Fury’s Restraint

A visit ended on a satisfied note, and I began the 45 minute drive home. My mind churning and tires turning, I paid the toll booth fare, set my speed on cruise control and off I went.. About 15 minutes passed and the painting canvas stretched above me careened quickly from crisp cerulean blue to a rinsed, dirty gray. By the time I reached my exit, it was black as night and I was fighting against sheer winds and rain.

No forecast was predicted. I saw limbs scattered and floods forming. Now, at a slow, circumspect pace, all prior thoughts escaped. I turned the corner of my street. A tree was sitting across the top of a car. What about my house? There were two maples on the sidewalk in front, and one in my yard. My back yard was filled with pines, and a gingko tree was on one side.. I looked across the street at my neighbor’s. A Maple uprooted. I turned Into my driveway. Every tree in its place. The next four days we were without power. I don’t remember but I think it was early spring. We lost some food.

The following day we drove around and saw the devastation. I was in awe of all the wind took. Now, years later, I am in awe of all it could not claim.

Unnwelcome spring guest
Offers neither peace nor song
Even a storm yields

Kim at dversepoets.com says
This week, I would like you to write about a time when you last watched stars, a storm, the sea, an animal, or something else in nature that left you with a sense of wonder or awe. Aim to write no more than three tight paragraphs, followed by a traditional haiku that includes reference to a season.

About Mary (tqhousecat)

I am a wife and a mother of two grown children. I love Jesus and sharing my faith through written words. I currently have a poetry blog and also write on medium.com. My main focus is hope in Christ. I only wish that whoever reads this will be blessed, inspired and occasionally amused.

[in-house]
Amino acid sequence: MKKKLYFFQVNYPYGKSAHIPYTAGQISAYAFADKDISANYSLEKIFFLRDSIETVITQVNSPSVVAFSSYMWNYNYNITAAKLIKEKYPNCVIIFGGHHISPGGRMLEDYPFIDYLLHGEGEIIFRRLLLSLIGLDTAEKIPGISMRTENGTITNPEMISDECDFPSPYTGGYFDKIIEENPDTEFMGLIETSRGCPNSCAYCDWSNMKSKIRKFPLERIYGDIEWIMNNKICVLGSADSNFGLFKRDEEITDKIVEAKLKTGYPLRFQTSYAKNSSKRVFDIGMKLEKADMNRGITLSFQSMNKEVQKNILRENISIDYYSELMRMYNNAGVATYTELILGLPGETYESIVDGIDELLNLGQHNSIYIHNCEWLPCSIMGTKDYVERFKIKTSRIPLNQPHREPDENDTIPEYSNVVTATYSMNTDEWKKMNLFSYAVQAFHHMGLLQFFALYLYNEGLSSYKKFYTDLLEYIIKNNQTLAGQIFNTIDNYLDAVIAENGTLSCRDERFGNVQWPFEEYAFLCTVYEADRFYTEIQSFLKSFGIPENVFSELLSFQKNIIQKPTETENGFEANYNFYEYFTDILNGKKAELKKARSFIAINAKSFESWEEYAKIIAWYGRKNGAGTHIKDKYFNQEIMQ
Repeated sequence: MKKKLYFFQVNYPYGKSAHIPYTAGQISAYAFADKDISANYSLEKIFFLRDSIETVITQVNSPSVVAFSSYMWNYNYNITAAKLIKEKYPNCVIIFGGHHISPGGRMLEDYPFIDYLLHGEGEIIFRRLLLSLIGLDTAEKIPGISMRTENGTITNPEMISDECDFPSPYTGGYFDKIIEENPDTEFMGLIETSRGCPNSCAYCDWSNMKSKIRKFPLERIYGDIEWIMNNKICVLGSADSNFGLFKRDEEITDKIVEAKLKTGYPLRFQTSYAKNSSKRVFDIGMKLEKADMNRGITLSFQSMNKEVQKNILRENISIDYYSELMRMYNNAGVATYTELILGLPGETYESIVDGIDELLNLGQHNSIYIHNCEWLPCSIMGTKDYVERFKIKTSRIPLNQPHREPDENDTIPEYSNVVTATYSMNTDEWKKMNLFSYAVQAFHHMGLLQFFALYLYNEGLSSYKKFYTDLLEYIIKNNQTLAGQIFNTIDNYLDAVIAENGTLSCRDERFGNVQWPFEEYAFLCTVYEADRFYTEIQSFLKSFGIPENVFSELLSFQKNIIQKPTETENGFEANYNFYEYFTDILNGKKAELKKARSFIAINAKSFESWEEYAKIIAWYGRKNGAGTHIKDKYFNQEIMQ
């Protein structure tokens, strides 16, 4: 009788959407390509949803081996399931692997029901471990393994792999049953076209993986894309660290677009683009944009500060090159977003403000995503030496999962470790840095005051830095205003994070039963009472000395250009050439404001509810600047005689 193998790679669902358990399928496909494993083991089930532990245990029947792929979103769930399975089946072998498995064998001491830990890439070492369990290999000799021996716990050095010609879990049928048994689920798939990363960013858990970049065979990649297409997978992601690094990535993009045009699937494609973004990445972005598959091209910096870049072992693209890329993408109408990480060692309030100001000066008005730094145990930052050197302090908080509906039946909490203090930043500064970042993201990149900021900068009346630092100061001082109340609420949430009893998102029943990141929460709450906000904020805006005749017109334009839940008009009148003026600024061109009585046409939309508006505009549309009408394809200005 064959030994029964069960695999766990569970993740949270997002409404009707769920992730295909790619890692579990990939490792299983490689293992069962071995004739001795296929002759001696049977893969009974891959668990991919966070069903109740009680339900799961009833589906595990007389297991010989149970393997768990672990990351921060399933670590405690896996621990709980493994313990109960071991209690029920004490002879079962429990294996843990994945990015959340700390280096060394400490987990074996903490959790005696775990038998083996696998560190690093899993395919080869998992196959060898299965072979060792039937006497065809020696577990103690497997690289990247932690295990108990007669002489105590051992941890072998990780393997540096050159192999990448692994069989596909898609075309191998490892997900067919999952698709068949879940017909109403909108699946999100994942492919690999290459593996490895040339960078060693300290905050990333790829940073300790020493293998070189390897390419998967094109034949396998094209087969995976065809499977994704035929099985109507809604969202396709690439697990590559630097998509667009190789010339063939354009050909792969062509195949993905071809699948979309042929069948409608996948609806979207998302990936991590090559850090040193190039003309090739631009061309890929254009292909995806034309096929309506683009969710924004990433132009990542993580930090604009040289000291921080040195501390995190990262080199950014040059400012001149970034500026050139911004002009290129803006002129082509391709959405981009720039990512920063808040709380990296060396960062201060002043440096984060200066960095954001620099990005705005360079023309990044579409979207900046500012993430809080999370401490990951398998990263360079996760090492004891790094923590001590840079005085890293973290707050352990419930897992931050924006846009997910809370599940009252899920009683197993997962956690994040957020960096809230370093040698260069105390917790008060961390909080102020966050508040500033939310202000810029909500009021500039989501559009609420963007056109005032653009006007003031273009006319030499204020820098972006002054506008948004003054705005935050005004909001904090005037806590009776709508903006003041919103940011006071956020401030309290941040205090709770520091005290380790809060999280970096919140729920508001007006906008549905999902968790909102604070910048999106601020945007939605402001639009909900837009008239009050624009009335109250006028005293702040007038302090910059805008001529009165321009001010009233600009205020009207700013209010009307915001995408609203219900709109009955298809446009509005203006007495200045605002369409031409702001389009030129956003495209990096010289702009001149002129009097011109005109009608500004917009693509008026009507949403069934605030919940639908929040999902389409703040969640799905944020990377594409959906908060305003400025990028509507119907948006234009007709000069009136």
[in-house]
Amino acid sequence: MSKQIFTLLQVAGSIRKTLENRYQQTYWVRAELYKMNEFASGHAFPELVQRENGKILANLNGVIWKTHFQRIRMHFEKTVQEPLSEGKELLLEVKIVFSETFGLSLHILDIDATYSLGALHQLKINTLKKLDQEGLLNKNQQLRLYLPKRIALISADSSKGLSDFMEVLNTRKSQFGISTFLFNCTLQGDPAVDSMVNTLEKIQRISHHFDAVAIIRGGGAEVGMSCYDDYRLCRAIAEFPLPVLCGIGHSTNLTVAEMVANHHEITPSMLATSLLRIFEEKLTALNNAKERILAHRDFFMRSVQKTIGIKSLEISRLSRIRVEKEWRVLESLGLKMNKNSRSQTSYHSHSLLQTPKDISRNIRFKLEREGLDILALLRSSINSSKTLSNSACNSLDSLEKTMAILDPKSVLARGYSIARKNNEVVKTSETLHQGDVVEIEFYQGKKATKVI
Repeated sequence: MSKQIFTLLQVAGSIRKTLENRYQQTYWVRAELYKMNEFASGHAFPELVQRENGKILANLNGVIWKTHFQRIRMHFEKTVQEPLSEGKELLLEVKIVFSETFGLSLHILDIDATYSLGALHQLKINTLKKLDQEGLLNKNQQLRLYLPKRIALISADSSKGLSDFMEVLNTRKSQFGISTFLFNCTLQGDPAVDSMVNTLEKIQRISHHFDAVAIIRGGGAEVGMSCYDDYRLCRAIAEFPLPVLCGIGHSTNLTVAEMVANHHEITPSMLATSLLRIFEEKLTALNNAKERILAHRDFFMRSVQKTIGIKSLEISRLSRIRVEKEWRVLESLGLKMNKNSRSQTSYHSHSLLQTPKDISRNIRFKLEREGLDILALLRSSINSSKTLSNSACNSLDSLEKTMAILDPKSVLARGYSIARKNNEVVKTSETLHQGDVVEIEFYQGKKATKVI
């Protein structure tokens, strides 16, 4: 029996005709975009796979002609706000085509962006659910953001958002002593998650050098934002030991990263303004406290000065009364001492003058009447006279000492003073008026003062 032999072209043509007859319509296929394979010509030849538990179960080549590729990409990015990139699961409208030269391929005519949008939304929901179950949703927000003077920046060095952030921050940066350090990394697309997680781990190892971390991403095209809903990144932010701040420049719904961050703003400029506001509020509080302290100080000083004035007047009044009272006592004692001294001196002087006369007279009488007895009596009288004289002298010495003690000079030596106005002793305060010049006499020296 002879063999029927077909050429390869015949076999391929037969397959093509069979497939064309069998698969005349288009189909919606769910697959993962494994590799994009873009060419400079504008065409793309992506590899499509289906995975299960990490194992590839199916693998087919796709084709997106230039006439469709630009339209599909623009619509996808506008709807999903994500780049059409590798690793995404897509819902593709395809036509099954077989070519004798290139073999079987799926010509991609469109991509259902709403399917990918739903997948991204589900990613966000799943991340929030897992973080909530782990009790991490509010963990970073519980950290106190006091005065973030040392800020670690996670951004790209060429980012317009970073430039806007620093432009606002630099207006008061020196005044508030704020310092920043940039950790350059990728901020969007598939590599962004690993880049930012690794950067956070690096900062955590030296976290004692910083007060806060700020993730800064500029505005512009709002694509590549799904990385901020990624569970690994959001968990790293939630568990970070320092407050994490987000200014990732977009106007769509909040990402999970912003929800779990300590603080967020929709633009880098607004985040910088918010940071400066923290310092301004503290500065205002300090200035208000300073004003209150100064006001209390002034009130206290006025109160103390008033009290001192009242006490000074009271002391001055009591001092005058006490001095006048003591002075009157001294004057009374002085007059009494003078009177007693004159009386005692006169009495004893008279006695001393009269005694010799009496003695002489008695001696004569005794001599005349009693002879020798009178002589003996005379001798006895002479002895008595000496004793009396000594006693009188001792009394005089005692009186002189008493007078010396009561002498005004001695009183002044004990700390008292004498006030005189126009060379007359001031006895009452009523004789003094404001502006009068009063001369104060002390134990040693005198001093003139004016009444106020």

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8 Responses to Fury’s Restraint

  1. Frank Hubeny says:

    Good reminder at the end that there was much “it could not claim”.

    Liked by 1 person

  2. Francis says:

    This must have been extremely disturbing, witnessing all the devastation and loss. Well written. God bless!


  3. kim881 says:

    I like the way you set the scene in the opening paragraph, Mary, and the change in the sky from ‘crisp cerulean blue to a rinsed, dirty gray’ and then black as night. It must have been terrifying, especially as no storm had been forecast, and to find such devastation in your own back yard.

    Liked by 1 person

  4. Helen Dehner says:

    Your haibun a stark reminder of surviving three hurricanes in Central Florida – 2004. The devastation beyond anything I had ever experienced. Safe and sound in Central Oregon now – no hurricanes. Cheers.


  5. I do remember a storm in 1969 when I was in school… all the trees uprooted, the roofs peeled off… but also everything that was left standing.


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